What is meant by relevant costs in accounting?
Relevant costs are the costs that are crucial to making a decision. These are future costs that tend to be different for different compatible or incompatible alternatives.
Let us demonstrate relevant costs with this situation. A company has to make a decision whether to stick to a certain merchandise or to put an end to its production. The merchandise is responsible for around 4% of the company’s activities. If the merchandise is abolished, the officers of the company will continue to receive their remuneration and the expenditure of the central office will remain the same. However, the workers and managers working with the merchandise directly will have to be fired. So, their remuneration will also be negated.
The remuneration of the managers and workers working directly with the merchandise are crucial and hence relevant to the decision. If this remuneration is $700,000 with the merchandise continued and $0 with the merchandise abolished, then $700,000 worth of savings are relevant to the company. Those cost savings and other cost savings will be taken into account alongside the loss of sales revenues.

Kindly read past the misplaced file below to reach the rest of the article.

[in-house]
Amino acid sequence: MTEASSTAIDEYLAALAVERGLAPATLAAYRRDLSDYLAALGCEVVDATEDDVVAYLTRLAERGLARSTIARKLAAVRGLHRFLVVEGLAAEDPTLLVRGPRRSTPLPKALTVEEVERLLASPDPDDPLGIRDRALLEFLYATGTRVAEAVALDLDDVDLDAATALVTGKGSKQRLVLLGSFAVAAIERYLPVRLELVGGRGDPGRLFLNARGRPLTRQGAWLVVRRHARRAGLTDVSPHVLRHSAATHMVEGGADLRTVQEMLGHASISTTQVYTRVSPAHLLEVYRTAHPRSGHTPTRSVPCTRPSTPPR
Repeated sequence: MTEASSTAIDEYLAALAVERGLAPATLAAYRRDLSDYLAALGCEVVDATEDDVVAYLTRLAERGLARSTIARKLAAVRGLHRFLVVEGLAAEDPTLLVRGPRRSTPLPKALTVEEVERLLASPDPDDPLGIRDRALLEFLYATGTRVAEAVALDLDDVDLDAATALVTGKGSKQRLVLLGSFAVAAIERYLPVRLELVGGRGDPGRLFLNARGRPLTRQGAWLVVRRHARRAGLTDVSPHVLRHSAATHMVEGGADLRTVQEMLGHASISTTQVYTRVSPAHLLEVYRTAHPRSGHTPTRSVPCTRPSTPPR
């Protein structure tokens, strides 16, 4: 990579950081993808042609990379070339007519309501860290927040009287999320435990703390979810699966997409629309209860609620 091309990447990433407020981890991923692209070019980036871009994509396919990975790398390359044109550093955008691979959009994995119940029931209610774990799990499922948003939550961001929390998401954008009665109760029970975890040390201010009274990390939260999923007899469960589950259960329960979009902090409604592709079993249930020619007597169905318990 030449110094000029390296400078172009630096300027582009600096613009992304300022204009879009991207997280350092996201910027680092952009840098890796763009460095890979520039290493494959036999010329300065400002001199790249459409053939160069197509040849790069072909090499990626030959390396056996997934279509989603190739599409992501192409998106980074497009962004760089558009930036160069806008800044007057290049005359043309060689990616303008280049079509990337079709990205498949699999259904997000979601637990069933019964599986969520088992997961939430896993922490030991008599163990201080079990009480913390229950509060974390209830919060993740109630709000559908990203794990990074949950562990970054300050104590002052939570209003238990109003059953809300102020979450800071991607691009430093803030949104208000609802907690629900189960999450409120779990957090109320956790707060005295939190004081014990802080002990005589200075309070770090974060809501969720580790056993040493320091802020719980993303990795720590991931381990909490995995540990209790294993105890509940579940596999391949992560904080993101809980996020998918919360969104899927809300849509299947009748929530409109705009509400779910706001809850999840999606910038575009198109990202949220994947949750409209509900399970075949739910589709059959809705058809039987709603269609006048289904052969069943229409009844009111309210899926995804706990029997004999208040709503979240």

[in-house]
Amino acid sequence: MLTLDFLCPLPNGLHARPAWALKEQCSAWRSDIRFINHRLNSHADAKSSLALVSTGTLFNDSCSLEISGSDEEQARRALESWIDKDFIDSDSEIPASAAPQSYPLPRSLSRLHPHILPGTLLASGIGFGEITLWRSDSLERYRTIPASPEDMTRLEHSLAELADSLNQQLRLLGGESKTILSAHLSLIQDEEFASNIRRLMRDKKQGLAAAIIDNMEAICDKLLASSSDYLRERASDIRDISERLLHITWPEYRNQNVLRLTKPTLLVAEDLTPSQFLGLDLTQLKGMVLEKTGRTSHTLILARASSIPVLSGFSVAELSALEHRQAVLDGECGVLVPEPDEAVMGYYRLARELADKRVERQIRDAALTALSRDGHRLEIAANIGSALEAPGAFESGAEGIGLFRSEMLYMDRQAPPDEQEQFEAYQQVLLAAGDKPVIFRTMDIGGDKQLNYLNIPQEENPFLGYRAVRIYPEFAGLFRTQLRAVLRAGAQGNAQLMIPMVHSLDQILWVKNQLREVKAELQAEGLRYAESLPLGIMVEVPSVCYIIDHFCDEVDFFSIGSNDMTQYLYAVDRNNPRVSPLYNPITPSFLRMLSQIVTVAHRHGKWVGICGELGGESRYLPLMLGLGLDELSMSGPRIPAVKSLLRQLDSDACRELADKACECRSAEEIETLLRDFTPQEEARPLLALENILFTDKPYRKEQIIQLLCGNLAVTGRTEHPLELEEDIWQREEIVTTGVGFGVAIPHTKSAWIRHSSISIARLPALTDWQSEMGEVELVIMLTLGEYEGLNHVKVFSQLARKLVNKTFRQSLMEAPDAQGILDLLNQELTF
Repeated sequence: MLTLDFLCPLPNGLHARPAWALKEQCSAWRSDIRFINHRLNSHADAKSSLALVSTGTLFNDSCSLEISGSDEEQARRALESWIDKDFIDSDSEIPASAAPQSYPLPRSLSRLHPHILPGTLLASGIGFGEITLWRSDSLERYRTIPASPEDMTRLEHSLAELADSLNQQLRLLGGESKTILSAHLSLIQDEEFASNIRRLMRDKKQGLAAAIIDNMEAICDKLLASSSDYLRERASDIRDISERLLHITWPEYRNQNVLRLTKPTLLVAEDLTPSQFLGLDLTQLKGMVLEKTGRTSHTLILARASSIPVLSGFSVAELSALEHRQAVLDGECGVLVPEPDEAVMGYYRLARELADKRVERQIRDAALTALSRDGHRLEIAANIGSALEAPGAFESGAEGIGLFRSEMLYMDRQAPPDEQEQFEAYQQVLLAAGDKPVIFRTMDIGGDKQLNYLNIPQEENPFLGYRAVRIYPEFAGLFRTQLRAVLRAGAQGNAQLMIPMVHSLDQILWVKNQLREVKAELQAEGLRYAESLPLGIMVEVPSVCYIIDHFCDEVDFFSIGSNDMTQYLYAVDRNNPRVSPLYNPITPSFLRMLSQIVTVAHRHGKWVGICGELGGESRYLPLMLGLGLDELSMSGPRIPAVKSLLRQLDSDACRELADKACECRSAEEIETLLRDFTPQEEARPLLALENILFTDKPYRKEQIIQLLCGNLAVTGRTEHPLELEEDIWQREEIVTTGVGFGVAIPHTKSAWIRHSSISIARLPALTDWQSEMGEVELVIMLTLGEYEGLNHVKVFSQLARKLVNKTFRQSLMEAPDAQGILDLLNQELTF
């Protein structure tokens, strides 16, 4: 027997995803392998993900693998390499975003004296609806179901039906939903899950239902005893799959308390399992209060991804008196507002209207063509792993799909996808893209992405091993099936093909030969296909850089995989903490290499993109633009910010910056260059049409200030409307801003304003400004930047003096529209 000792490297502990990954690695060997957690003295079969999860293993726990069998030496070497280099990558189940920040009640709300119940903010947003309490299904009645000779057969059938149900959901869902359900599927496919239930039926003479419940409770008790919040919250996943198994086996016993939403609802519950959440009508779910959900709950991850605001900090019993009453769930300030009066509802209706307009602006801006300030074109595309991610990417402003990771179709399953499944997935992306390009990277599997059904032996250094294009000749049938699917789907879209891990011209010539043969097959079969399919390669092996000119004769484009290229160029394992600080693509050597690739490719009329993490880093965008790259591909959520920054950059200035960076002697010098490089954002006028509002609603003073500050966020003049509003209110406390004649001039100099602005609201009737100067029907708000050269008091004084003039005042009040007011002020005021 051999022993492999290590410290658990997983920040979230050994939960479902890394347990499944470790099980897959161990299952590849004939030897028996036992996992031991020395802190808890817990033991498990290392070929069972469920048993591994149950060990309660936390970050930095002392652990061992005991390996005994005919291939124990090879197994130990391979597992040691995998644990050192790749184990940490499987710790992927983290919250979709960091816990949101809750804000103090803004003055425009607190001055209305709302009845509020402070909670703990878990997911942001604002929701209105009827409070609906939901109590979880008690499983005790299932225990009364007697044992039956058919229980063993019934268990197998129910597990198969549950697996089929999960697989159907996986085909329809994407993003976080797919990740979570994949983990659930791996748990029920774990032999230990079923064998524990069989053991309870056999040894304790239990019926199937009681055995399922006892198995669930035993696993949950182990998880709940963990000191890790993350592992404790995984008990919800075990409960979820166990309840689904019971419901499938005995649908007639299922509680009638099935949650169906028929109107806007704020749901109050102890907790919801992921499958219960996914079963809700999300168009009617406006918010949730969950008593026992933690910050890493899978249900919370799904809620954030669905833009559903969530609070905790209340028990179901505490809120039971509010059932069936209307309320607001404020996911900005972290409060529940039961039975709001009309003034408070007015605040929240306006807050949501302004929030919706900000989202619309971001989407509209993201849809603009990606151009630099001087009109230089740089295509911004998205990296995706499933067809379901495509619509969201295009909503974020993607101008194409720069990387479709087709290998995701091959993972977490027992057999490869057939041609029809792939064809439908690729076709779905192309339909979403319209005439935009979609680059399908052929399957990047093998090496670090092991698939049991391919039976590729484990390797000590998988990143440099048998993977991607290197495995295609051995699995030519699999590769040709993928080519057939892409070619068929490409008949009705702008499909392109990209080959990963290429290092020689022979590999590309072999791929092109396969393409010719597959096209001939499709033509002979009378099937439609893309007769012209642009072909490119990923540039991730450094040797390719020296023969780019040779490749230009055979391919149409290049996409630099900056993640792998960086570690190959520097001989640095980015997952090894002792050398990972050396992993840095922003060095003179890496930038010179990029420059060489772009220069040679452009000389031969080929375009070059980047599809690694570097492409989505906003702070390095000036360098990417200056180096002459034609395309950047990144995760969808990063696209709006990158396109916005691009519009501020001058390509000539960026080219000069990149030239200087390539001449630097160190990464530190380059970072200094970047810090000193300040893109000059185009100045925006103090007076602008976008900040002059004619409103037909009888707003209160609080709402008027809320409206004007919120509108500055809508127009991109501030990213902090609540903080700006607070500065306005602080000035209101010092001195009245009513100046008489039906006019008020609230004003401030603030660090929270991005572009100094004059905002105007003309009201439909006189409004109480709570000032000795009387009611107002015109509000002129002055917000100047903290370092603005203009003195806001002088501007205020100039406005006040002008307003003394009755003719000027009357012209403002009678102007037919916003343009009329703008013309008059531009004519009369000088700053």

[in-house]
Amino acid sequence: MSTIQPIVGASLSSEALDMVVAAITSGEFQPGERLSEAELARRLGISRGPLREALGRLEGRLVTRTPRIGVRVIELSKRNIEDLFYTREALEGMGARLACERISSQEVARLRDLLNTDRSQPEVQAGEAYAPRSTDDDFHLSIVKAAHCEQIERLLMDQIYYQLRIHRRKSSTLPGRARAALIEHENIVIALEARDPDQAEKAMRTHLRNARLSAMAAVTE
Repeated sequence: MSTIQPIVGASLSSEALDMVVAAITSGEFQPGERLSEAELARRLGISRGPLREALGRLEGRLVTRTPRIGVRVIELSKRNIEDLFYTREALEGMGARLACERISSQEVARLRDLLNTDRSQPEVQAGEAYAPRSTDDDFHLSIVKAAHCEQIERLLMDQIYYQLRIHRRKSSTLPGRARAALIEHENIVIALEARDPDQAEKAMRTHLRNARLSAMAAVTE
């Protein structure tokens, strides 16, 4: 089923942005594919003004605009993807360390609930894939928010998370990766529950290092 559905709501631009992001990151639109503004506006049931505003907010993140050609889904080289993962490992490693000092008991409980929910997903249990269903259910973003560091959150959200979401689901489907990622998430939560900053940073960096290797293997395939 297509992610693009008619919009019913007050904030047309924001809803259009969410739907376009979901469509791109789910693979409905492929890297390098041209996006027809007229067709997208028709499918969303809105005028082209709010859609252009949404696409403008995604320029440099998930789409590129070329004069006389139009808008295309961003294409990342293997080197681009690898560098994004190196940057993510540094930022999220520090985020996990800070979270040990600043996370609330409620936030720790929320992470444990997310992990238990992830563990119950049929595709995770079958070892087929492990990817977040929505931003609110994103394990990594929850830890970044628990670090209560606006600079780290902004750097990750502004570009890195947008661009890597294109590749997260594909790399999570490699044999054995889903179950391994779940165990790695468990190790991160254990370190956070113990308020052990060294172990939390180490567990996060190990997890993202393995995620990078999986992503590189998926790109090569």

On the contrary, the remuneration of the officers are not relevant to making the decision. So to speak, it does not matter whether their remuneration adds up to $500,000 or even $5,000,000. Their remuneration will not be affected whether the merchandise is continued or abolished. Similarly, the persons designated to take the decision will not be interested in knowing the expenditure of the central office since it will remain the same whether the commodity is continued or abolished. Expenditure of the past years are also not relevant to the decision.
To sum it up, relevant costs are the future costs that will be different for different scenarios. You can employ the past costs to forecast the future costs but the past costs will still remain irrelevant to the decision. The past costs are referred to as sunk costs by accountants.